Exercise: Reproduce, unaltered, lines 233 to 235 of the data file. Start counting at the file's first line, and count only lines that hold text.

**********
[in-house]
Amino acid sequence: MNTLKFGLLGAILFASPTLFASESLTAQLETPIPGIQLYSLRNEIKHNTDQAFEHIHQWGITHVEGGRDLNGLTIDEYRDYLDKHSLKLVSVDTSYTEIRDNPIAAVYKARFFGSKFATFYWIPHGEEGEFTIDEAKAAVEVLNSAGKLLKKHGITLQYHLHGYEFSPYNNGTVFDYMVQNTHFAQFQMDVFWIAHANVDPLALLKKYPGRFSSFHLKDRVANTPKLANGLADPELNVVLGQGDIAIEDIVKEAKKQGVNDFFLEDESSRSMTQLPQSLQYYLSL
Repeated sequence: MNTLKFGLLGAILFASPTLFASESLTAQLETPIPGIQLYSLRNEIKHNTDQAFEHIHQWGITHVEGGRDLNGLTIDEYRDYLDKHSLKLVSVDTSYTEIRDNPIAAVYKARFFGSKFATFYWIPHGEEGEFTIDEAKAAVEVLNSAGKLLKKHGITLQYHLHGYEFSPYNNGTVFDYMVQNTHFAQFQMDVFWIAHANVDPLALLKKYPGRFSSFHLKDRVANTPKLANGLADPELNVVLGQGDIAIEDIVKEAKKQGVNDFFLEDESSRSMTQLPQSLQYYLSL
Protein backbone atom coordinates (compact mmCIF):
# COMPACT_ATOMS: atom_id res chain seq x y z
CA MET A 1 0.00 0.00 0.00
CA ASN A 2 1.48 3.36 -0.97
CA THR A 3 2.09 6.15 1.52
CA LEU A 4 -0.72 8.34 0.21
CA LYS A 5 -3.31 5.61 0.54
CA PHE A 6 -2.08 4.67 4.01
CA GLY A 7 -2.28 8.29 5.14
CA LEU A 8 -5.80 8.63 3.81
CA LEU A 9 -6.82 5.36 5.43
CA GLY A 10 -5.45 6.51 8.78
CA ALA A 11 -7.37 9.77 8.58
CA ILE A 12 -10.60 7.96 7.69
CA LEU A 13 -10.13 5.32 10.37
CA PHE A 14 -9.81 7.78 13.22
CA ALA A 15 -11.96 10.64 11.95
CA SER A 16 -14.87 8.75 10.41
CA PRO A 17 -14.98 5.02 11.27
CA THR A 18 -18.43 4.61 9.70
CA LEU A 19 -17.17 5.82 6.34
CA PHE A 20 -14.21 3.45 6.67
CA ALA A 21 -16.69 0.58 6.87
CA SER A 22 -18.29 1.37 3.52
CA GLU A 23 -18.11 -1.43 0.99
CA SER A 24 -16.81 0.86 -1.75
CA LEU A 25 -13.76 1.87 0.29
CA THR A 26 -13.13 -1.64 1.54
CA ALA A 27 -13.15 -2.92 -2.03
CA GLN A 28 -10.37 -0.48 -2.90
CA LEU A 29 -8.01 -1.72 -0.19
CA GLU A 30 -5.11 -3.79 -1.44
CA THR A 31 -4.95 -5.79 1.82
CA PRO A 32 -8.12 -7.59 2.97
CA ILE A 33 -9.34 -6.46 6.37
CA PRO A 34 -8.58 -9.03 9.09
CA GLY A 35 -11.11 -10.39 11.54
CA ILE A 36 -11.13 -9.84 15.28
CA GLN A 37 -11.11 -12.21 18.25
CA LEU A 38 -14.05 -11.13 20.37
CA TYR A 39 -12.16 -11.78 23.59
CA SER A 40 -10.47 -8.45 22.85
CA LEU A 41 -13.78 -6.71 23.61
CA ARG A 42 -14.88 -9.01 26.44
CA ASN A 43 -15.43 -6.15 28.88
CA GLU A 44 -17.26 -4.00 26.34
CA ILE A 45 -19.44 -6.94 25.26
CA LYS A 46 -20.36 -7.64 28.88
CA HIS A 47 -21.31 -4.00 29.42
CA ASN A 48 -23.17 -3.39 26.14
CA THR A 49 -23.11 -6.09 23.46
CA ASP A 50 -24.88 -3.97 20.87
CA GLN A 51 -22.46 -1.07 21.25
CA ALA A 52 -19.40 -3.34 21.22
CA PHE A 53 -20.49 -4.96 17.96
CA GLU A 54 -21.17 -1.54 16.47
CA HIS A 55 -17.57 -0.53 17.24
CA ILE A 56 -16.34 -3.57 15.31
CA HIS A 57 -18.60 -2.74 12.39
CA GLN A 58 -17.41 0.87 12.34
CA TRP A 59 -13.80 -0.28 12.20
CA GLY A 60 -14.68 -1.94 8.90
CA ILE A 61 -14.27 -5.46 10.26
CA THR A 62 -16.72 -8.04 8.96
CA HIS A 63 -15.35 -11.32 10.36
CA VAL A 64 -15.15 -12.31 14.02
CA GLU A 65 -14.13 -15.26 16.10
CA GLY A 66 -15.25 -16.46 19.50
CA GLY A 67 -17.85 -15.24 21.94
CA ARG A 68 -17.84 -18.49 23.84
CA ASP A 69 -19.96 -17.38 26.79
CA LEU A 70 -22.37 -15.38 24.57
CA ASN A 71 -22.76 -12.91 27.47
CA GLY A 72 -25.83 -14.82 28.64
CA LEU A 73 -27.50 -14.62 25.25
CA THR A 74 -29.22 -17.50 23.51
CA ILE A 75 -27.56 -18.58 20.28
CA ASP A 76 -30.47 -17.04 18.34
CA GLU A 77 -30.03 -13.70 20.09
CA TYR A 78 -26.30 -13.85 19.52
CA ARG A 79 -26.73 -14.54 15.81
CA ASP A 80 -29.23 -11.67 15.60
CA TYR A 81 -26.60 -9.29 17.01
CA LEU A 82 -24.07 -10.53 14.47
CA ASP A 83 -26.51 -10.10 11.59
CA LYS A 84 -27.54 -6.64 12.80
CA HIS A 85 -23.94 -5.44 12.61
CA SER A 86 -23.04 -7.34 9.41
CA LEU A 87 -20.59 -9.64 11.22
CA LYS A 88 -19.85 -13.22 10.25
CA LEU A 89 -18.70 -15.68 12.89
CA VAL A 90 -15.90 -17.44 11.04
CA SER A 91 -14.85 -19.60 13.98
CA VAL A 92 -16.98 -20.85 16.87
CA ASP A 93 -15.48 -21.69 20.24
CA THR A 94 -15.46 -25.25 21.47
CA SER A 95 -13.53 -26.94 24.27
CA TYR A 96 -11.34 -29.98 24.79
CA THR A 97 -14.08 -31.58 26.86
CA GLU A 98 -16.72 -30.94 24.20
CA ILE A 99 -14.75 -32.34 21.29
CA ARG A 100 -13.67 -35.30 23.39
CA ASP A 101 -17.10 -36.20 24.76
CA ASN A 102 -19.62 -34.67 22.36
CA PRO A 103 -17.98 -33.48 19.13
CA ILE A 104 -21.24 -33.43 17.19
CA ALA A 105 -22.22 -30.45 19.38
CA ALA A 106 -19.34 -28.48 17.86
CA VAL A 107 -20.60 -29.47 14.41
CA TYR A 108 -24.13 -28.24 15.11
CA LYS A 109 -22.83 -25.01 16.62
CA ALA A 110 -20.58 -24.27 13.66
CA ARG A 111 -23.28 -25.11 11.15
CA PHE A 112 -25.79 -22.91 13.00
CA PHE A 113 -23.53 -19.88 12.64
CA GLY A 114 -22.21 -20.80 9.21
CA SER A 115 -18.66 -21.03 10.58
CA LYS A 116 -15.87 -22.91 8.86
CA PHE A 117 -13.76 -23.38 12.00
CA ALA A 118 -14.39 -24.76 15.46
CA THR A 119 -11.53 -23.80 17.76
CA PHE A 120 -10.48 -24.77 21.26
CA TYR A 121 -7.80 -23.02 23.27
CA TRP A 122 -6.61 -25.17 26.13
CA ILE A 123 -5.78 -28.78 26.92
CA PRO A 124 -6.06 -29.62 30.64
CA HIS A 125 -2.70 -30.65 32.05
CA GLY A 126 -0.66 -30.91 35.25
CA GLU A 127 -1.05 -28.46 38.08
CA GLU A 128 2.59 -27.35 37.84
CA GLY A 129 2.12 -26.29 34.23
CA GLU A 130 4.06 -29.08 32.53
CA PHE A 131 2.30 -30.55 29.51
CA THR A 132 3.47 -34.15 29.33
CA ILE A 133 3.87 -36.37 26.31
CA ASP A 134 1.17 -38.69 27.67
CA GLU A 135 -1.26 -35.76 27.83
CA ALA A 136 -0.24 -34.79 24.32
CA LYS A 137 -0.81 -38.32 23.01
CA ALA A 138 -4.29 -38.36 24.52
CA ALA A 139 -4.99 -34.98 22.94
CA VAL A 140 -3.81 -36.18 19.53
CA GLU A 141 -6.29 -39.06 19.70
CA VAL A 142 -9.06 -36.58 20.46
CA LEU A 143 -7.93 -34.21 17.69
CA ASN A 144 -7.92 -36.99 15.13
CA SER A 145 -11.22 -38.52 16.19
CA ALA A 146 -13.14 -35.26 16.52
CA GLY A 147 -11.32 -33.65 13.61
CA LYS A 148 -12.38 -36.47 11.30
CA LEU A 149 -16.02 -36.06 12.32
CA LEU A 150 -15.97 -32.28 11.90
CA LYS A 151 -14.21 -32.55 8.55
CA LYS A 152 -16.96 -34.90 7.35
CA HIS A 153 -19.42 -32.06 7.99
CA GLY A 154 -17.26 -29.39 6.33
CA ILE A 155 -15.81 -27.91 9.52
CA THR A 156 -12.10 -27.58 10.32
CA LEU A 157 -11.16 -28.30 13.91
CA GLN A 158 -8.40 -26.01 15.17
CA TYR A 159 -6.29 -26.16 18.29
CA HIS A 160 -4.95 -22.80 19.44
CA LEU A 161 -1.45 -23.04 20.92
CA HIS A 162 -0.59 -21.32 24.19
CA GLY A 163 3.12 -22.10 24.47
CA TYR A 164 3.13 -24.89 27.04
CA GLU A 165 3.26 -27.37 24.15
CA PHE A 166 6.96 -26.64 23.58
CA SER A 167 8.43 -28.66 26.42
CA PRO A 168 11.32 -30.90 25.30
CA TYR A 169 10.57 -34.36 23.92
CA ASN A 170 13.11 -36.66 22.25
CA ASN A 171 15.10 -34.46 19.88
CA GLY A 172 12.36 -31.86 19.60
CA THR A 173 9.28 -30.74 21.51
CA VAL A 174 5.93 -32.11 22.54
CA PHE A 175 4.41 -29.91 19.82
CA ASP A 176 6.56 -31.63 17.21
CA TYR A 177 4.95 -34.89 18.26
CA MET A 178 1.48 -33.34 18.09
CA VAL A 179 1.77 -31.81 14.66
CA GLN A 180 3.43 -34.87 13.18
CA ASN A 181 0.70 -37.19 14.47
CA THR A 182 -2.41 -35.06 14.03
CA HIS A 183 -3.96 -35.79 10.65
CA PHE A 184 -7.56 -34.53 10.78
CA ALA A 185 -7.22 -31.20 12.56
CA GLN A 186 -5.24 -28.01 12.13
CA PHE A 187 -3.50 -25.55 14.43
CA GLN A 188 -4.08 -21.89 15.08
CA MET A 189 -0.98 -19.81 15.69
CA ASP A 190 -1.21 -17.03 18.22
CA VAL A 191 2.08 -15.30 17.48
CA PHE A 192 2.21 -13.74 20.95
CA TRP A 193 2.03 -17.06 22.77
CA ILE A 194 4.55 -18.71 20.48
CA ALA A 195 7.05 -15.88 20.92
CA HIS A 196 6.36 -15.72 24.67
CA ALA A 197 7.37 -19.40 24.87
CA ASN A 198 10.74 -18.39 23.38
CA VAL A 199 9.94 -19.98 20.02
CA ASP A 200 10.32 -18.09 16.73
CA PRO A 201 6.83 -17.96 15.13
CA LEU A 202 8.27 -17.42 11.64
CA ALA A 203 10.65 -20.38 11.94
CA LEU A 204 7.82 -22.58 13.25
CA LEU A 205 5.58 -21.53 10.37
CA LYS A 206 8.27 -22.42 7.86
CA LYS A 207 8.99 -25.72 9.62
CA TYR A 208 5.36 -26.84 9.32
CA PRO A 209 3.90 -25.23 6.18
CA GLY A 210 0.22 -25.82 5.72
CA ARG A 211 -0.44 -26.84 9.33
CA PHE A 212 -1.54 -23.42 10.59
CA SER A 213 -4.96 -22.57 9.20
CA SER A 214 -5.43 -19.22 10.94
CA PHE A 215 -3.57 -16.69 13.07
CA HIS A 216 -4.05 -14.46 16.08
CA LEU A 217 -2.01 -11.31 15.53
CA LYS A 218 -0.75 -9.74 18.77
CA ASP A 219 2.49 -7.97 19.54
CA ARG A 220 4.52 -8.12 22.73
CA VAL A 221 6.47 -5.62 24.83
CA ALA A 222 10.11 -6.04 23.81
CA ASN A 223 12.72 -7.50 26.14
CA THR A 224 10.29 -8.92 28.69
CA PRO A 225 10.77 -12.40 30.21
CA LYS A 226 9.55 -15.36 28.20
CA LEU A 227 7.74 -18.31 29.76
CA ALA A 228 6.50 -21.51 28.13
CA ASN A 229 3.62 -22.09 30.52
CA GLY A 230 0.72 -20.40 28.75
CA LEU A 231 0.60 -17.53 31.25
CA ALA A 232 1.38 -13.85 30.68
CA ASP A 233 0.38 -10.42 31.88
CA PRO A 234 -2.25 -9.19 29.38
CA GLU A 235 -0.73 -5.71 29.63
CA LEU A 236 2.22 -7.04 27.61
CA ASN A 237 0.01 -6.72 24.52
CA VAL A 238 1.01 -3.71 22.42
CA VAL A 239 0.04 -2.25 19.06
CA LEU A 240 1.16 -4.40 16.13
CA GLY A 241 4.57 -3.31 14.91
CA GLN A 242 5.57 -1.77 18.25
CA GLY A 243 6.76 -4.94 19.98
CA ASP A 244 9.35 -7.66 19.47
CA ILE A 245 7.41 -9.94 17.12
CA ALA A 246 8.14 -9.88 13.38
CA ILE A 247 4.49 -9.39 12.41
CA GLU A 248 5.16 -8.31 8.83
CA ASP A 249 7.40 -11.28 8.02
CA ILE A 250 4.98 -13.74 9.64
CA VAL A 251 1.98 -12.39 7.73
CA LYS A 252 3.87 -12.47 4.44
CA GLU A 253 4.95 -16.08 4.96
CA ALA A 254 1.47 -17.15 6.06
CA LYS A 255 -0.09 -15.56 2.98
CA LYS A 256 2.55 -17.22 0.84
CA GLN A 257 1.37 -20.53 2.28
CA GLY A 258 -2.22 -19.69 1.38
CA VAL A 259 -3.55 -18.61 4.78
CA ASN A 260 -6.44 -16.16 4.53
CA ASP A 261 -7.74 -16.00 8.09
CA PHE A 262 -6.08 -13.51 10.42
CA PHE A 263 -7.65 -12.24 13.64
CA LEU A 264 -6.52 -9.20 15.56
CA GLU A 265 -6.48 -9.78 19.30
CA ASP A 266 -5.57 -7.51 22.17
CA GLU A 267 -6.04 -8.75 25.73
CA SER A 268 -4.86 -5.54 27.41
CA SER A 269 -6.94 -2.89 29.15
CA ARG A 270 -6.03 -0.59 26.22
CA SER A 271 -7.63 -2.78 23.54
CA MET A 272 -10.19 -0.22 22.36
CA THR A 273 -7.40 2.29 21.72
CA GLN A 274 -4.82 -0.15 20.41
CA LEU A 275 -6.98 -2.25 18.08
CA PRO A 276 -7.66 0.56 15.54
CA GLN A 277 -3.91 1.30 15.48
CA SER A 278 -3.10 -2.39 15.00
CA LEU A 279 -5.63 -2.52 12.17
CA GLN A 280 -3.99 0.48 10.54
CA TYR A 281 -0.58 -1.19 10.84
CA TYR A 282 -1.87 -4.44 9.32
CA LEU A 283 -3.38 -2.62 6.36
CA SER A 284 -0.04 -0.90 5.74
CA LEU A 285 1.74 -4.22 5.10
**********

CA ALA A 228 6.50 -21.51 28.13
CA ASN A 229 3.62 -22.09 30.52
CA GLY A 230 0.72 -20.40 28.75